These days, everyone seems to have an app store - Apple (AAPL), Google (GOOG), various carriers. And we're likely to hear about the beginnings of one today from Ford (F). No, the automobile company isn't looking to sell apps for cell phones. Instead, according to what I'm hearing, it's going to open the programming interface for Ford Sync to third party applications.
Engadget had some indications of this back in December when it saw demonstrations of car apps by university students who wrote iPhone apps that could play Internet-streaming radio over a Ford auto stereo system. (As a source of mine quipped, "It would be university students who thought of a car as an accessory to an iPhone.")
Supposedly today is the day when Ford CEO Alan Mulally announces that the company is opening the API to Sync and, either now or sometime soon, creating an app store for its auto lines. I'd expect a controlled outlet that makes Apple's look like an open bazaar. When you're dealing with an automobile, keeping control over what companies can touch and change becomes a big safety issue.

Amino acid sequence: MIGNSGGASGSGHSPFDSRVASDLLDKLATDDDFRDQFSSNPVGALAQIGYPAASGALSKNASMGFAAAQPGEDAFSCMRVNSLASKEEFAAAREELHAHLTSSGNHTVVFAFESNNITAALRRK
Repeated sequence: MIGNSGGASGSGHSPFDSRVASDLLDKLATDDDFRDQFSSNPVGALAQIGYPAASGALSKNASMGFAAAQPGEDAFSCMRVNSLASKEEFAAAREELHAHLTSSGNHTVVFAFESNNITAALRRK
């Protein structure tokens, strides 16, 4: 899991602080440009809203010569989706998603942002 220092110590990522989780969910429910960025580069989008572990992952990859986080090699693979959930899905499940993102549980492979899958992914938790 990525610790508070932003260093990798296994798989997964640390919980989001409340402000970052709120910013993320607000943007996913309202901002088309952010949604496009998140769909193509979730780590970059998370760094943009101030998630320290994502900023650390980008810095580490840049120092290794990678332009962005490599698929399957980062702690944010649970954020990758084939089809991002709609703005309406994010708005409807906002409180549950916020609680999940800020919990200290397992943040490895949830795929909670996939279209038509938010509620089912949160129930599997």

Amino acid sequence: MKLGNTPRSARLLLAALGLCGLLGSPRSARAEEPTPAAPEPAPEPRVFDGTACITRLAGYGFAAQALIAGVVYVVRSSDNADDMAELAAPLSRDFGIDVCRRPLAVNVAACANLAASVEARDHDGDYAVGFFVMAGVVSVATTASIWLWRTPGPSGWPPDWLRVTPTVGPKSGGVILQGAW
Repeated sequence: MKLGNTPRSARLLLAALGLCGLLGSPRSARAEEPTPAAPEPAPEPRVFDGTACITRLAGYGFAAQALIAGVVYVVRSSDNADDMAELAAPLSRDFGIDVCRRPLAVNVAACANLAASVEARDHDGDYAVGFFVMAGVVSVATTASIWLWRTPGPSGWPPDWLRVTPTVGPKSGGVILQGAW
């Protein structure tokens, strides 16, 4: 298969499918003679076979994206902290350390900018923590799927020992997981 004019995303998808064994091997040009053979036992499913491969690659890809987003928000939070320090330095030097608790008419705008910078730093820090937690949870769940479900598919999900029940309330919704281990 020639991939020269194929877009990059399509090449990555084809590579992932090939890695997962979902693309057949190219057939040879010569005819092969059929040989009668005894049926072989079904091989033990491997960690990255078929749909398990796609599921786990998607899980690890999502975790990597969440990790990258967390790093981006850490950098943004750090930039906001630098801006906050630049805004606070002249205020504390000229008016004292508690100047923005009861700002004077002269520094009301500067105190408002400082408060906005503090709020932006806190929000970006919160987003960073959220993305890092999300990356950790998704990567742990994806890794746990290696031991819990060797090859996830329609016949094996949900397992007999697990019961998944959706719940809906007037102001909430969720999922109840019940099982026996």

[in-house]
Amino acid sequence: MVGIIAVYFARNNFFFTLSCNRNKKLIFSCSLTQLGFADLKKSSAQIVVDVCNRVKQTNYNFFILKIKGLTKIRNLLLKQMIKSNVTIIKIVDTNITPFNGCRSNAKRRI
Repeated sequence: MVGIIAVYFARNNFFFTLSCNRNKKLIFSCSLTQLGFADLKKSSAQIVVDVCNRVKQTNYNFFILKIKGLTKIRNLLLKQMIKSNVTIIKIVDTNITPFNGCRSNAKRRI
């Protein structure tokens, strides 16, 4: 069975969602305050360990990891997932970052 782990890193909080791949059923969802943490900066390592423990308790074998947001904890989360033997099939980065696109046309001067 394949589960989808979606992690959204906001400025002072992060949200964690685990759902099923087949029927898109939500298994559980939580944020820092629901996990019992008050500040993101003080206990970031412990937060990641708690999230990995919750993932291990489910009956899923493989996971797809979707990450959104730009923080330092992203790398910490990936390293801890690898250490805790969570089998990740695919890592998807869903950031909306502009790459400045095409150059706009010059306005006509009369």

The official name for the platform is myFord Touch, "which marries voice recognition, graphic screens and touch controls on the steering wheel, to models across its product line." Built on Microsoft (MSFT) Windows Embedded Auto platform, it will try to replicate the control look and feel of consumer electronics devices. There will be a couple of USB ports, an SD slot, RCA jacks, and with Internet connectivity through a USB modem, it can become a WiFi hotspot.
Figure that some of the immediate app areas will be in music and entertainment, navigation, and telecommunications. In fact, Pandora is plugged in, which fits with the direction the company has been taking, and explains some discussions as the SF Music Tech Summit.
Image via stock.xchng user khaane, site standard license.